CU STAR

Cambridge University Student Action for Refugees

Still Human Still Here Campaign

Home - Background and Links

The campaign is supported by a number of organisations including national STAR, Amnesty International, Refugee Council and others. For a full list, and to learn more about the national campaign, please go to http://stillhuman.org.uk/.


STILL HUMAN - The right to seek asylum is fundamental to any attempt to protect human rights globally. Asylum seekers are not illegal, and the UK is under international legal obligation not to penalize them. Amnesty Interational and other groups have documented the results of the
government's new policy towards refused asylum seekers. There are between 155,000 and 283,500 rejected asylum seekers still in the UK (2004 estimate, National Audit Office), and possibly many more, who are forced to beg for even their most basic needs, and often victims of mental and physical health problems without treatment or assistance.

STILL HERE - The government withdrew support in an attempt to force rejected asylum seekers to leave the country, but the policy has been proved ineffective as well as inhumane. The initial refugee determination procedure in the UK is deeply flawed, with a Home Office culture that has been criticized for seeking to lower the number of successful asylum claims at the expense of informed and impartial judgment on the merits of each case. Moreover, legal aid cuts mean that many asylum applicants receive inadequate advice and representation, or none at all, as well as having their claims compromised by errors in procedure and judgement by the responsible authorities. The result is that some asylum seekers whose claims are rejected are forced to choose between destitution in the UK or return to life-threatening conditions in countries like Iraq, Sudan, Zimbabwe, Somalia and the Democratic Republic of Congo.

STILL HUMAN STILL HERE - Where individuals do not have protection needs, we believe that their return should be safe, sustainable and carried out with dignity. It is morally acceptable for governments to control their borders. It is morally acceptable for governments to return refused asylum seekers when they do not have protection needs. It is, however, morally reprehensible for governments to make refused asylum seekers destitute in order to starve them as the cheapest method of attempting to hit the Prime Minister's Tipping Point target.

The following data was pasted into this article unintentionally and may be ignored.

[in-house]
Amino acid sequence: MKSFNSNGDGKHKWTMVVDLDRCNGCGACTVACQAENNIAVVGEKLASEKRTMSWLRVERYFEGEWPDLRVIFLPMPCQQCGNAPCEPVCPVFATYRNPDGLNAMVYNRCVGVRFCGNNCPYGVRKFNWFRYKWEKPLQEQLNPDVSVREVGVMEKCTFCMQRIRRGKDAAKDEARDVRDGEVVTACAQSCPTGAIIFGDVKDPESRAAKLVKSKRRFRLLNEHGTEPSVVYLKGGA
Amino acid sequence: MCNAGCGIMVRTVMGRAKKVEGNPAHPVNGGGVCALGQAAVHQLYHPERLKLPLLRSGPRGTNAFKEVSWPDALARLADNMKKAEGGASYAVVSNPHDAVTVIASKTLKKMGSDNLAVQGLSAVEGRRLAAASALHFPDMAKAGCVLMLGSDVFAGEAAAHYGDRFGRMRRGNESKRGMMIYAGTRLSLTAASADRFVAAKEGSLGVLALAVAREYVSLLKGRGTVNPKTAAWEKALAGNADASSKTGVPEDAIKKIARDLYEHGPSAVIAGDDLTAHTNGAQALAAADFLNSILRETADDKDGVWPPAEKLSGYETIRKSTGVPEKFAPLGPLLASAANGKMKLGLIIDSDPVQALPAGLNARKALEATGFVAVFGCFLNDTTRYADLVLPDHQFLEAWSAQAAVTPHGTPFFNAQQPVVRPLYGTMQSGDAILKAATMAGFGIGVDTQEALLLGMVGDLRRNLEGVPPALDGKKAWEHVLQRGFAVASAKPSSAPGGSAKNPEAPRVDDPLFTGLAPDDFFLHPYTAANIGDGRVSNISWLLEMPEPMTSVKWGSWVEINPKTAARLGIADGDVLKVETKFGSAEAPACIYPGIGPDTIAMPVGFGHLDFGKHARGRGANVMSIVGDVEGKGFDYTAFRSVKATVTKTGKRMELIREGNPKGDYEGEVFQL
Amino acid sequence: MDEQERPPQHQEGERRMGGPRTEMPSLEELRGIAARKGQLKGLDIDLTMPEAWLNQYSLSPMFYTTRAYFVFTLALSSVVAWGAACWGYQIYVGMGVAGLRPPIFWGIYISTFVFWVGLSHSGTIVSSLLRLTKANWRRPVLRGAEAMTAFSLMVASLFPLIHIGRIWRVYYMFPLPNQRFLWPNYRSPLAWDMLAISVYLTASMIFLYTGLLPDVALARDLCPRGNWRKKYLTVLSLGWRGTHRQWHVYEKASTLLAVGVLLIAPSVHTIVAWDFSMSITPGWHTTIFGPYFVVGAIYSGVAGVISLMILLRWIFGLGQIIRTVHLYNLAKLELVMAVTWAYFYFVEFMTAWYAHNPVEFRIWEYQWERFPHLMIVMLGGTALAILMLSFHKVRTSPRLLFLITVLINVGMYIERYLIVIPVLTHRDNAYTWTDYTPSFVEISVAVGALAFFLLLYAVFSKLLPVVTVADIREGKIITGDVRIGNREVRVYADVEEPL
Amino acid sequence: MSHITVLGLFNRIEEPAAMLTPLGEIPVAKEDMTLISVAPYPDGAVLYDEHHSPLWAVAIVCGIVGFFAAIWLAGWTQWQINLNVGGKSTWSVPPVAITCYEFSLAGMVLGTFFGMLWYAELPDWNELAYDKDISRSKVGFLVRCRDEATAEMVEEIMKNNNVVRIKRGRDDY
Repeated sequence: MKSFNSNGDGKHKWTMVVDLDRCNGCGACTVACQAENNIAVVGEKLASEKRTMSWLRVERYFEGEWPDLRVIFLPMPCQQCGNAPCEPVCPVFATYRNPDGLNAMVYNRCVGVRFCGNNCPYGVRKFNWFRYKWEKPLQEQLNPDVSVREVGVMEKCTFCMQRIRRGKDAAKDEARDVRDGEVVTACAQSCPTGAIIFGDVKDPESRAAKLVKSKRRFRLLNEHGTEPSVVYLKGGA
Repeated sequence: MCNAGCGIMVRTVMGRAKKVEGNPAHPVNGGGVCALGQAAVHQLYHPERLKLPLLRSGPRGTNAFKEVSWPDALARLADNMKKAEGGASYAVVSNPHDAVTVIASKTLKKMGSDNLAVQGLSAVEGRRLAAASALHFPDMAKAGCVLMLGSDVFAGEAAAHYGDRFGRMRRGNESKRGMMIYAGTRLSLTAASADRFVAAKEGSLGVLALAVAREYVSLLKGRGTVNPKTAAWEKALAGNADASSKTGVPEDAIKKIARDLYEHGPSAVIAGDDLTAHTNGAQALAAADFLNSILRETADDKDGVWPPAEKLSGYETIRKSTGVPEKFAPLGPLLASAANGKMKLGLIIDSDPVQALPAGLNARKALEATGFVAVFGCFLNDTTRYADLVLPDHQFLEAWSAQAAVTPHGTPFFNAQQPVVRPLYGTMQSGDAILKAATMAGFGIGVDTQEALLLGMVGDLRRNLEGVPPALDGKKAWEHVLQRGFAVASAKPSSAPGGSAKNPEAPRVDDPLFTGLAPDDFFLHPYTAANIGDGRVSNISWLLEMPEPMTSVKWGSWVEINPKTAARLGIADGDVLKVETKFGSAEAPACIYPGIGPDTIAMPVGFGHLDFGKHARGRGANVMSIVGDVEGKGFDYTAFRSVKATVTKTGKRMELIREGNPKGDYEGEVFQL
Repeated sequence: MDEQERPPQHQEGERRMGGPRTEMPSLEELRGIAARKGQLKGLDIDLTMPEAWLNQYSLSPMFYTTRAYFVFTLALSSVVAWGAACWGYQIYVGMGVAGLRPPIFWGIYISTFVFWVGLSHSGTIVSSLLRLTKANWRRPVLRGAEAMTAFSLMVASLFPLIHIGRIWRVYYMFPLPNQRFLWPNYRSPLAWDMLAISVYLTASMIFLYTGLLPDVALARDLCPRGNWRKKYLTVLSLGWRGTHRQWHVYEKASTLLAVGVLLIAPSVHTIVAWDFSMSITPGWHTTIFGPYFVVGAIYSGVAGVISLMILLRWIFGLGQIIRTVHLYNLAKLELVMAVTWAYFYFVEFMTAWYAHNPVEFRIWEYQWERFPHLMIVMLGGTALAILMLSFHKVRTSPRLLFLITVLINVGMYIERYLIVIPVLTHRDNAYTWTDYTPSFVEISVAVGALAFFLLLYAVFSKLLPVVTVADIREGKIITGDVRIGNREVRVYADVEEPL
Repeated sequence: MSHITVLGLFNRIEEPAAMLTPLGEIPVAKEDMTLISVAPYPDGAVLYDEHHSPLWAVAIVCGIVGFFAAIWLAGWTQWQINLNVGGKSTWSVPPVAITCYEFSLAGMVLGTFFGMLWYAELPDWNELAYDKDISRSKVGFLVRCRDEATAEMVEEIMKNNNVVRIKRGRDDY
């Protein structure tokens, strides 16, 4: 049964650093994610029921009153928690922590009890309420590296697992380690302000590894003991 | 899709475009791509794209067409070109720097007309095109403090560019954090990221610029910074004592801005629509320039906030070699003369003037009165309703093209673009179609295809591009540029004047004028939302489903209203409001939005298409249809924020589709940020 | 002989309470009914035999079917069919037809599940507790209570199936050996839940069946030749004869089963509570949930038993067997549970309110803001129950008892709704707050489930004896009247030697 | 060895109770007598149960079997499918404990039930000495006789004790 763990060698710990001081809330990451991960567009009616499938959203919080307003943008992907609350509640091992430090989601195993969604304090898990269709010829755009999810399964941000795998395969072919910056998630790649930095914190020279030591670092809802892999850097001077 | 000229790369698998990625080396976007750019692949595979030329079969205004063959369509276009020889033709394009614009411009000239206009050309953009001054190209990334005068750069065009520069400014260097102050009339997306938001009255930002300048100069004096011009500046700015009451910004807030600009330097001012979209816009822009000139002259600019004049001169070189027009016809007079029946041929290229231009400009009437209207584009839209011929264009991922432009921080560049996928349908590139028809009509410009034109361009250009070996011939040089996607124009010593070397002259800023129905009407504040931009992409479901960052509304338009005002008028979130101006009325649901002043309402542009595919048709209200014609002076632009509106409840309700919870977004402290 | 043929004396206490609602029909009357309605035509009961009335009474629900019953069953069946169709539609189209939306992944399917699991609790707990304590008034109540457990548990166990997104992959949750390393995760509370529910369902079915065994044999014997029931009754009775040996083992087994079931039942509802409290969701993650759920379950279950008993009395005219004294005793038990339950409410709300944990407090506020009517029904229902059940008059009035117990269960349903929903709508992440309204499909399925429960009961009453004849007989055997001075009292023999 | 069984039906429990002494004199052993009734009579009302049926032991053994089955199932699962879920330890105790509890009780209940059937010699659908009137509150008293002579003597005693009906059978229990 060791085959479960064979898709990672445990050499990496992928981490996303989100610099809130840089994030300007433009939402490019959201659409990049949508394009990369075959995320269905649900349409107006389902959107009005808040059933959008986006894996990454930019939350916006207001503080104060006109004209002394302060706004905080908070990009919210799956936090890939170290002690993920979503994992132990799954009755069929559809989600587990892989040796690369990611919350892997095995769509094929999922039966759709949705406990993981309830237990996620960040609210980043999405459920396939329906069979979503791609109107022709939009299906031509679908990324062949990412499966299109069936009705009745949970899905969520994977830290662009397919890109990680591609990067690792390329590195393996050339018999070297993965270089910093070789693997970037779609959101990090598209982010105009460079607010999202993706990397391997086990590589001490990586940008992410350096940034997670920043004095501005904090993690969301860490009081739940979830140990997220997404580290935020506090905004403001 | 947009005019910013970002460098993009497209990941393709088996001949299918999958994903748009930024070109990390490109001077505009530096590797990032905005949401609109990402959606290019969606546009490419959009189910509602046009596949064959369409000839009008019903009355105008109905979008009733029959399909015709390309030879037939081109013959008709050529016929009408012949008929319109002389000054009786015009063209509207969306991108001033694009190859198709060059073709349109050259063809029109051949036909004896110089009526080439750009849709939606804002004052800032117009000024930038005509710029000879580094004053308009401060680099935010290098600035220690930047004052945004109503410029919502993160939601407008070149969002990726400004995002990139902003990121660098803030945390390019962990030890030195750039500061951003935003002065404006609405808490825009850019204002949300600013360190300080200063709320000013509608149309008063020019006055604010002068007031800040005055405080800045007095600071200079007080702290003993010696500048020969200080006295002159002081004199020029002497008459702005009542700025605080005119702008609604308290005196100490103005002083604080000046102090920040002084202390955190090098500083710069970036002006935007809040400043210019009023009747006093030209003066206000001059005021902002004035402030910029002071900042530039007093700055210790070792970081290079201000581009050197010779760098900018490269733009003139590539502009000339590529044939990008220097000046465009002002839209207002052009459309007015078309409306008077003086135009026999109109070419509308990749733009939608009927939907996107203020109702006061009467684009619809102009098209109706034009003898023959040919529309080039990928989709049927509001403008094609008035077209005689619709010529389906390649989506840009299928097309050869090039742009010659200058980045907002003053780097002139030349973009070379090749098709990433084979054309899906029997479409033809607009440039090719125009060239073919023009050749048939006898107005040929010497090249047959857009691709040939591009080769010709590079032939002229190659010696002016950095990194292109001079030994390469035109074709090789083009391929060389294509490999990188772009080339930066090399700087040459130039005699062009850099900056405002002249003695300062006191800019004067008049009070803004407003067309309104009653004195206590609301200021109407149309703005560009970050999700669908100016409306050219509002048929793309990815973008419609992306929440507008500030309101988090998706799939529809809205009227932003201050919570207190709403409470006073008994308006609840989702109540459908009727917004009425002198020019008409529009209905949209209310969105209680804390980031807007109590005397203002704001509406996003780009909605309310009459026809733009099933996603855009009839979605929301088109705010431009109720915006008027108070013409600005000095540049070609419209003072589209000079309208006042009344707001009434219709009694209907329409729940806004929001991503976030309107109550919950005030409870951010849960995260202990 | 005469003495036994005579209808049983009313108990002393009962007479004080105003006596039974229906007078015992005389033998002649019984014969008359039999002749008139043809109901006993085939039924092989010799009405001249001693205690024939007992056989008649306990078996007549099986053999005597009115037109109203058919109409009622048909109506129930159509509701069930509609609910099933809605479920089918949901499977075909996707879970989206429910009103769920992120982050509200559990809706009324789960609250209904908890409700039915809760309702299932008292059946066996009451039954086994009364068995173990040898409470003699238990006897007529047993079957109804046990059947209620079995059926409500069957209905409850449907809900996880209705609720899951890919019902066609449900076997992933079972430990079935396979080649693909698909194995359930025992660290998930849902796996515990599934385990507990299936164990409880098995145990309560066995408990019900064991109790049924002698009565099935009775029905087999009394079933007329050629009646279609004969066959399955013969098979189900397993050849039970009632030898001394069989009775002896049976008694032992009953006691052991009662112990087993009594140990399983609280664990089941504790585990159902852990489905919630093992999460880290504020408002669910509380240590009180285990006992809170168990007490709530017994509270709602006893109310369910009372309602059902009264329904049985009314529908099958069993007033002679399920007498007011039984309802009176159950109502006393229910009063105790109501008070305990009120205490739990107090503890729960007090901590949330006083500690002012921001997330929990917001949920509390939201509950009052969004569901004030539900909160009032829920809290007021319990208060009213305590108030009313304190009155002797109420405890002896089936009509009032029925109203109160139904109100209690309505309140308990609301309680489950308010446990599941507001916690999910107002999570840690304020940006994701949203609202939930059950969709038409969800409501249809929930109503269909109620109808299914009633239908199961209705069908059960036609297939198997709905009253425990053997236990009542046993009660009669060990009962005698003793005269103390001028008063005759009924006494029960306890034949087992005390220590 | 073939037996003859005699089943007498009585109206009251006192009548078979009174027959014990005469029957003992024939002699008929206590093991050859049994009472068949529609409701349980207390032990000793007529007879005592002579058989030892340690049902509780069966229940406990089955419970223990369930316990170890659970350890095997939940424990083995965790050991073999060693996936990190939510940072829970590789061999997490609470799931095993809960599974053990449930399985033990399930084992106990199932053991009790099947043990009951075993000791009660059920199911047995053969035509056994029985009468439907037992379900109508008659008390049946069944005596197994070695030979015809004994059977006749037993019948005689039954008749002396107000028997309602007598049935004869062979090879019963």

WHY THEY CAN'T RETURN - There are many reasons why the return of rejected asylum seekers may be impeded. For example:

• In most cases people fleeing persecution cannot safely obtain travel documents or valid visas from the authorities that are persecuting them. They resort to the services of smugglers and traffickers and are often instructed to return or destroy the travel documents. Many countries of origin do not cooperate with the re-documentation and readmission of their nationals.

• A country may not be safe for people to be returned there. The circumstances may be life-threatening, even though asylum seekers from that country are not granted protection.
Until recently the government more readily granted a temporary form of protection – called ‘Exceptional Leave to Remain’ – to asylum seekers from unstable countries. In 2002 ELR was applied to one in four initial asylum determinations. This was replaced in 2003 and by 2005 only one in ten received this type of protection. Many of those who would once have qualified for protection today find themselves refused and destitute.

• It may be difficult to transport people to a place where an airport is not operational.

• Individuals may not be well enough to travel or may be unable to access adequate health care on return.

• It may not be possible to trace the parents of unaccompanied children.

(Source: Down and out in London: the road to destitution for rejected asylum seekers Amnesty International, November 2006)


The latest on the campaign from National STAR, including a range of recent newspaper articles on the topic, can be found here.

 

Home

About us

Still Human Still Here

Projects

Events calendar

Links

Page last updated 20 September 2007
Any comments or suggestions about this site? Please e-mail Anna (ag490)